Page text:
Williamson has a classic bowling action and is often able to extract turn, while his accuracy as a bowler helps him in keeping the loose balls to a bare minimum. On helpful pitches, Williamson has proven to be a difficult bowler to negotiate on a number of occasions and a strike rate of 38.4 in ODIs is a testimony to his effectiveness as a part-timer.
He has taken 29 wickets in Tests and 33 in ODIs, with averages of 38.93 and 35.6 respectively. His numbers are great and in fact, one can speculate whether he can turn into a full-time off-spinner for New Zealand or not like Moeen Ali has for England.
5 Kieron Pollard
The West Indian looks like the most unthreatening of bowlers but over the years, he has become a vital cog in the wheel for his team's bowling unit. Although he looks like a fast bowler, he bowls slow mediums that are often quite hard to hit and if the pitch is on the slower side, then it becomes an uphill battle.
Pollard mixes it up as well and often alters the length by bowling from a few feet behind the crease. In 101 ODIs, he has claimed 50 wickets at an economy rate of 5.74, which is rather impressive. In T20 internationals, however, his economy rate shoots up to 8.25 but by modern standards, it is not too high.
4 Joe Root
One of the best things about the current England team is the all-round abilities of most of the players and the team's best batsman Joe Root epitomises it. Root is usually called upon to bowl by his limited overs captain Eoin Morgan when all other options seem ineffective but his classic right arm off spin has often helped England in stopping the opposition from running away with the game.
An economy rate of 5.66 in ODIs in this era is perfectly acceptable for a part-timer and in the years to come, Root should emerge as one of the best part-time bowlers in world cricket.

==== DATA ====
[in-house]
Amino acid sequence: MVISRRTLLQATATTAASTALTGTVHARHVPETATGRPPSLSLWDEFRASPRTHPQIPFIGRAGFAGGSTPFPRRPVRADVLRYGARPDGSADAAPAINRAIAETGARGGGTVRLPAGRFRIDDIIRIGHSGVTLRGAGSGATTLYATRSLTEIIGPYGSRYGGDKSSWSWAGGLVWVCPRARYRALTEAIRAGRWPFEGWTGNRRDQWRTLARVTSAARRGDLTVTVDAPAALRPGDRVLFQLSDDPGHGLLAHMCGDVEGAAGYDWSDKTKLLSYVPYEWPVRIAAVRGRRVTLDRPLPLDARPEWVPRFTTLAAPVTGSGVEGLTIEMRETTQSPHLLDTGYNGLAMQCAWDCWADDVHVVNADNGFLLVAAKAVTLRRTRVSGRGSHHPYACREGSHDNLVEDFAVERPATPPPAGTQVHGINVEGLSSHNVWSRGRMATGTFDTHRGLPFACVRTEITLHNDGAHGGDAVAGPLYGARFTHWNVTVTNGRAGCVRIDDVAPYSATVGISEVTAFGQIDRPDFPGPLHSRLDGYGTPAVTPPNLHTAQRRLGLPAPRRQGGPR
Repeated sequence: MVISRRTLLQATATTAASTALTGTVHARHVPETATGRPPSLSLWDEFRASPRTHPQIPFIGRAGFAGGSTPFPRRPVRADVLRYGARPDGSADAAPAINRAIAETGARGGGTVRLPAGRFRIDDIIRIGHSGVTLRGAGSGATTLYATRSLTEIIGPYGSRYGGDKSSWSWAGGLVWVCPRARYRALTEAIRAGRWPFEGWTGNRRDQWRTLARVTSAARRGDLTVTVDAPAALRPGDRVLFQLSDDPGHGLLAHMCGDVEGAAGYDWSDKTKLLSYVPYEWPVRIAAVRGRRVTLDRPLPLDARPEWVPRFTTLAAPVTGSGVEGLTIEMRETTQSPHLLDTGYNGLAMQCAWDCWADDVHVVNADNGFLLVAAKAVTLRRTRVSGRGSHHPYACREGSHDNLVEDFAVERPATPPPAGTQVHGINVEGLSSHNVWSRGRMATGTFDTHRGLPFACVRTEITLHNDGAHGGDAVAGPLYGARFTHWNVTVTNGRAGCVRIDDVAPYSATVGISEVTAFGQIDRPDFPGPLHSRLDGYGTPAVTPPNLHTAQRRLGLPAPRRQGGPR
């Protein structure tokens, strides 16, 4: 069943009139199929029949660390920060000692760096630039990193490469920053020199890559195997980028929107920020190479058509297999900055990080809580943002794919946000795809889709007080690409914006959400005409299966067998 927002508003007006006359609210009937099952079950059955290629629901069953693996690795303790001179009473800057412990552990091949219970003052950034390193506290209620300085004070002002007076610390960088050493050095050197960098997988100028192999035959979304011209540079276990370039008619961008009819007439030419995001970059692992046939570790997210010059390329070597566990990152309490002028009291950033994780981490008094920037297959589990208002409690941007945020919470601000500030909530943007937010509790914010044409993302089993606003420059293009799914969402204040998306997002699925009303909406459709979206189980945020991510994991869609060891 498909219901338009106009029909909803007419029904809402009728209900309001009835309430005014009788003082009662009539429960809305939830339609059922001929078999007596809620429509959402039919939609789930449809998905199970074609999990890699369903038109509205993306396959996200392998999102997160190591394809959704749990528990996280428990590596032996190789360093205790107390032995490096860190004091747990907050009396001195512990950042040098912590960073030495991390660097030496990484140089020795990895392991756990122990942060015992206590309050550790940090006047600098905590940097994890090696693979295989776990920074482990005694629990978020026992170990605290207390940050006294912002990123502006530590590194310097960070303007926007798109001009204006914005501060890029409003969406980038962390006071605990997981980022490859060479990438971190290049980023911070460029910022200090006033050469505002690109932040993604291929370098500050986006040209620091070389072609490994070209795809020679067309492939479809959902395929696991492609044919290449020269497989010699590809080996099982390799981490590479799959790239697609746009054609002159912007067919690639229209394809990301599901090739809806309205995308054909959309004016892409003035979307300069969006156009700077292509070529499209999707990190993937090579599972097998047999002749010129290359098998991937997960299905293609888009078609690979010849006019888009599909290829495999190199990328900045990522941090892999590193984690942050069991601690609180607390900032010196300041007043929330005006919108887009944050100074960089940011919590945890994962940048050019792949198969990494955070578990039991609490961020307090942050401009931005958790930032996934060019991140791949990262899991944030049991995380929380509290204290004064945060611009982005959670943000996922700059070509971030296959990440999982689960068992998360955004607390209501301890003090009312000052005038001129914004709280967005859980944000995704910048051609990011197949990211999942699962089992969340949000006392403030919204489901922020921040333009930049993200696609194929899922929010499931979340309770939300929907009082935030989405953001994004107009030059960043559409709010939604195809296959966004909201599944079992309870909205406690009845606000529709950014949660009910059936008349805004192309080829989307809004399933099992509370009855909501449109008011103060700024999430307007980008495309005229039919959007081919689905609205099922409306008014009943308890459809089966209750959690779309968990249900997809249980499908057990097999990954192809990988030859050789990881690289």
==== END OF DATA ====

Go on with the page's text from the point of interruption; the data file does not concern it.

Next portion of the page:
3 Chris Gayle
There used to be a time when Chris Gayle used to bowl quite regularly for the West Indies, but over the past few years, he bowls only when the captain is at his wit's end. Gayle's fast off-break does not spin much but he is deadly accurate and that often makes him hard to score against.
He has a perfectly acceptable economy rate of 4.76 in one-dayer while it shoots to a shade over 7 in T20 Internationals. In Test cricket, he has claimed 73 wickets across 103 Tests which is not a bad haul for a part-time bowler but in one-dayers his tally stands at 163, which is not to be sniffed at.
2 Marlon Samuels
Among the many part-time bowlers that the West Indies have had over the past decade or so, Marlon Samuels is probably the best and throughout his career, his bowling has added a new dimension to their attack.
Samuels, like most part-time bowlers, has had a bigger contribution in limited overs cricket and his accurate, fairly quick off-spin bowling is often very hard to get away.
In addition to this, he is one of those rare spinners who can actually bowl yorkers. An economy rate of 4.81 in 190 ODIs is a testament to his prowess as a bowler in limited overs cricket. He does not, however, bowl as regularly in T20 cricket.
1 Jean-Paul Duminy
JP Duminy recently retired from Test cricket, so his brand of classic right arm off spin will be on show in limited over cricket and over the years, he has perhaps been the best part-time bowler going around.
What makes Duminy a unique part-time bowler is that he does not only do a containing job but has the ability to take wickets.
On conducive pitches, he can spin the ball and trouble the best batsmen, while on an unresponsive pitch he often varies his length in order to take wickets.
With a strike rate of 49.3 and economy rate of 5.31 in ODIs, he is a very handy bowler and has claimed 63 wickets in 177 that format of the game.